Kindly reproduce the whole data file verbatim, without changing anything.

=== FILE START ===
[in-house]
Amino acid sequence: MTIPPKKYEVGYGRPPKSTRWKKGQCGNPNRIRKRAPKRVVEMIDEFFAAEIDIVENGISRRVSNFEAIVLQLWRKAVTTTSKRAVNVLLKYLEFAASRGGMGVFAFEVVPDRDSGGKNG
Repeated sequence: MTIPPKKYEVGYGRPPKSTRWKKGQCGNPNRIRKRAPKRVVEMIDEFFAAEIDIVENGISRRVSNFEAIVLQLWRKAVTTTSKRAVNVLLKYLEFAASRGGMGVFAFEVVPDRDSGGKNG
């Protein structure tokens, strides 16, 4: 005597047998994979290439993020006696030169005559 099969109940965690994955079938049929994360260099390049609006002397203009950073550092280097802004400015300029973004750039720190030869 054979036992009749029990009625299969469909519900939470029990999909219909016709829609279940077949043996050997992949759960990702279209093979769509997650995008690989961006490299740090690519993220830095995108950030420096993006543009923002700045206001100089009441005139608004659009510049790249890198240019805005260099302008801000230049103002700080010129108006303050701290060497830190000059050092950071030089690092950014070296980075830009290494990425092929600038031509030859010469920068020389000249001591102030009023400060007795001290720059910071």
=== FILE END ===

[in-house]
Amino acid sequence: MTIPPKKYEVGYGRPPKSTRWKKGQCGNPNRIRKRAPKRVVEMIDEFFAAEIDIVENGISRRVSNFEAIVLQLWRKAVTTTSKRAVNVLLKYLEFAASRGGMGVFAFEVVPDRDSGGKNG
Repeated sequence: MTIPPKKYEVGYGRPPKSTRWKKGQCGNPNRIRKRAPKRVVEMIDEFFAAEIDIVENGISRRVSNFEAIVLQLWRKAVTTTSKRAVNVLLKYLEFAASRGGMGVFAFEVVPDRDSGGKNG
């Protein structure tokens, strides 16, 4: 005597047998994979290439993020006696030169005559 099969109940965690994955079938049929994360260099390049609006002397203009950073550092280097802004400015300029973004750039720190030869 054979036992009749029990009625299969469909519900939470029990999909219909016709829609279940077949043996050997992949759960990702279209093979769509997650995008690989961006490299740090690519993220830095995108950030420096993006543009923002700045206001100089009441005139608004659009510049790249890198240019805005260099302008801000230049103002700080010129108006303050701290060497830190000059050092950071030089690092950014070296980075830009290494990425092929600038031509030859010469920068020389000249001591102030009023400060007795001290720059910071």